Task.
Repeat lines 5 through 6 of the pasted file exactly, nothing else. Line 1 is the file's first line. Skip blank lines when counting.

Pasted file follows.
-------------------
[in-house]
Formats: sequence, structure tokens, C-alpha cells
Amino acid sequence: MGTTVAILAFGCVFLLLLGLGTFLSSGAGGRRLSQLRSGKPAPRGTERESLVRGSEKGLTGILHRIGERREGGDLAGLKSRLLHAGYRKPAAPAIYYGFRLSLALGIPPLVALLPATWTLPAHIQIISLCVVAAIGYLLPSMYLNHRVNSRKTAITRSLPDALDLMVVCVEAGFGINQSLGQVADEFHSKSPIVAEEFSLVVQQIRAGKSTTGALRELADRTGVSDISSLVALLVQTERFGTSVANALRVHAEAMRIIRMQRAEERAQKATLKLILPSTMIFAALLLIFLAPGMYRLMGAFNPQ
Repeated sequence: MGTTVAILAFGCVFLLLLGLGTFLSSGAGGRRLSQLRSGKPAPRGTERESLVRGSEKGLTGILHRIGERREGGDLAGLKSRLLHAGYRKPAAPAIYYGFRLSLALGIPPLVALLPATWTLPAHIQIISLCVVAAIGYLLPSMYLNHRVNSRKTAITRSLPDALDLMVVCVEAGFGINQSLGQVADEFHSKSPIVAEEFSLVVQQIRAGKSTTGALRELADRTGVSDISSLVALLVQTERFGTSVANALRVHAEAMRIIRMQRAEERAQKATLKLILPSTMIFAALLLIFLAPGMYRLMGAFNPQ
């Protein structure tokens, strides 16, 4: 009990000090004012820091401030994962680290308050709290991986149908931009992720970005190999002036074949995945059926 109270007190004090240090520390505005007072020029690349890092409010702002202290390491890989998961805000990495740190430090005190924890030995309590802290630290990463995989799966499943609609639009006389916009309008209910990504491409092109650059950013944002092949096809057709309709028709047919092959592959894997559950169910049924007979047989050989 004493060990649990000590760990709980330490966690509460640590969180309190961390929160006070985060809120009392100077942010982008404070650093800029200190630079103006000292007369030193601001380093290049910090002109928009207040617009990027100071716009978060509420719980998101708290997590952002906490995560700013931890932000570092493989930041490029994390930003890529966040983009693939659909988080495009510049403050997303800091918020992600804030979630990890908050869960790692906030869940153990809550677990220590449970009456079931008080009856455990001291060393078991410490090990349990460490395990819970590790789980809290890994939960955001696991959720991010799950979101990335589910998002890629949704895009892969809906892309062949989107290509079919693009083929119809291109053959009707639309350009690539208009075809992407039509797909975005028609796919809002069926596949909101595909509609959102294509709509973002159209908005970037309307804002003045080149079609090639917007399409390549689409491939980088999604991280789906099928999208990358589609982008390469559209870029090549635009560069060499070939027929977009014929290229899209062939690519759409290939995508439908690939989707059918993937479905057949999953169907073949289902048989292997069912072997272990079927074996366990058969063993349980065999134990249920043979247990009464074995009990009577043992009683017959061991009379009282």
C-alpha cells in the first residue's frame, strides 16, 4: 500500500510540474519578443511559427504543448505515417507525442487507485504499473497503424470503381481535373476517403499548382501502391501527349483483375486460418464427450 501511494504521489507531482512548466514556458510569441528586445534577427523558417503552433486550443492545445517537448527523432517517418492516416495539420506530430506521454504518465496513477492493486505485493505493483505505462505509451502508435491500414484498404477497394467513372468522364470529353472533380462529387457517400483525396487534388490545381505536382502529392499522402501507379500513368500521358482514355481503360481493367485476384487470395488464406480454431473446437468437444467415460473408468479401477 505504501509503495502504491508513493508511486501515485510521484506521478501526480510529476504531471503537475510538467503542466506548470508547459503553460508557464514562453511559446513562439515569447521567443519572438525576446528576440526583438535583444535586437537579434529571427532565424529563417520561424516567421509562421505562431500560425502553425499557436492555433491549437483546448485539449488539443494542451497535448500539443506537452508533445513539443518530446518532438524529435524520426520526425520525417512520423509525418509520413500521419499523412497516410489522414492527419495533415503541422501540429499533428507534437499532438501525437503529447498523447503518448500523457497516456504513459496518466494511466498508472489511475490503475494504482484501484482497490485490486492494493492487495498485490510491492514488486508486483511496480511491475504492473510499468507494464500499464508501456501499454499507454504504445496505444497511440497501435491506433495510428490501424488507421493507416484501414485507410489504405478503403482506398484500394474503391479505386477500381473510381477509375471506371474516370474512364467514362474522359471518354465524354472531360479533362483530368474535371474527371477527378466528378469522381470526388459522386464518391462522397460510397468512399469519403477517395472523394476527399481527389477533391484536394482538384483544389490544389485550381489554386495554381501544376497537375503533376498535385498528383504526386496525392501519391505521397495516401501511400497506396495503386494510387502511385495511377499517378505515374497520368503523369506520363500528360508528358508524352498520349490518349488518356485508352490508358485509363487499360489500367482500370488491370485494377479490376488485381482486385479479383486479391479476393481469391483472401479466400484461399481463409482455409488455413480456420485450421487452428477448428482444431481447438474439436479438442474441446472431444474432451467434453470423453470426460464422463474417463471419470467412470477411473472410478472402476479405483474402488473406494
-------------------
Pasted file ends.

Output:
């Protein structure tokens, strides 16, 4: 009990000090004012820091401030994962680290308050709290991986149908931009992720970005190999002036074949995945059926 109270007190004090240090520390505005007072020029690349890092409010702002202290390491890989998961805000990495740190430090005190924890030995309590802290630290990463995989799966499943609609639009006389916009309008209910990504491409092109650059950013944002092949096809057709309709028709047919092959592959894997559950169910049924007979047989050989 004493060990649990000590760990709980330490966690509460640590969180309190961390929160006070985060809120009392100077942010982008404070650093800029200190630079103006000292007369030193601001380093290049910090002109928009207040617009990027100071716009978060509420719980998101708290997590952002906490995560700013931890932000570092493989930041490029994390930003890529966040983009693939659909988080495009510049403050997303800091918020992600804030979630990890908050869960790692906030869940153990809550677990220590449970009456079931008080009856455990001291060393078991410490090990349990460490395990819970590790789980809290890994939960955001696991959720991010799950979101990335589910998002890629949704895009892969809906892309062949989107290509079919693009083929119809291109053959009707639309350009690539208009075809992407039509797909975005028609796919809002069926596949909101595909509609959102294509709509973002159209908005970037309307804002003045080149079609090639917007399409390549689409491939980088999604991280789906099928999208990358589609982008390469559209870029090549635009560069060499070939027929977009014929290229899209062939690519759409290939995508439908690939989707059918993937479905057949999953169907073949289902048989292997069912072997272990079927074996366990058969063993349980065999134990249920043979247990009464074995009990009577043992009683017959061991009379009282």
C-alpha cells in the first residue's frame, strides 16, 4: 500500500510540474519578443511559427504543448505515417507525442487507485504499473497503424470503381481535373476517403499548382501502391501527349483483375486460418464427450 501511494504521489507531482512548466514556458510569441528586445534577427523558417503552433486550443492545445517537448527523432517517418492516416495539420506530430506521454504518465496513477492493486505485493505493483505505462505509451502508435491500414484498404477497394467513372468522364470529353472533380462529387457517400483525396487534388490545381505536382502529392499522402501507379500513368500521358482514355481503360481493367485476384487470395488464406480454431473446437468437444467415460473408468479401477 505504501509503495502504491508513493508511486501515485510521484506521478501526480510529476504531471503537475510538467503542466506548470508547459503553460508557464514562453511559446513562439515569447521567443519572438525576446528576440526583438535583444535586437537579434529571427532565424529563417520561424516567421509562421505562431500560425502553425499557436492555433491549437483546448485539449488539443494542451497535448500539443506537452508533445513539443518530446518532438524529435524520426520526425520525417512520423509525418509520413500521419499523412497516410489522414492527419495533415503541422501540429499533428507534437499532438501525437503529447498523447503518448500523457497516456504513459496518466494511466498508472489511475490503475494504482484501484482497490485490486492494493492487495498485490510491492514488486508486483511496480511491475504492473510499468507494464500499464508501456501499454499507454504504445496505444497511440497501435491506433495510428490501424488507421493507416484501414485507410489504405478503403482506398484500394474503391479505386477500381473510381477509375471506371474516370474512364467514362474522359471518354465524354472531360479533362483530368474535371474527371477527378466528378469522381470526388459522386464518391462522397460510397468512399469519403477517395472523394476527399481527389477533391484536394482538384483544389490544389485550381489554386495554381501544376497537375503533376498535385498528383504526386496525392501519391505521397495516401501511400497506396495503386494510387502511385495511377499517378505515374497520368503523369506520363500528360508528358508524352498520349490518349488518356485508352490508358485509363487499360489500367482500370488491370485494377479490376488485381482486385479479383486479391479476393481469391483472401479466400484461399481463409482455409488455413480456420485450421487452428477448428482444431481447438474439436479438442474441446472431444474432451467434453470423453470426460464422463474417463471419470467412470477411473472410478472402476479405483474402488473406494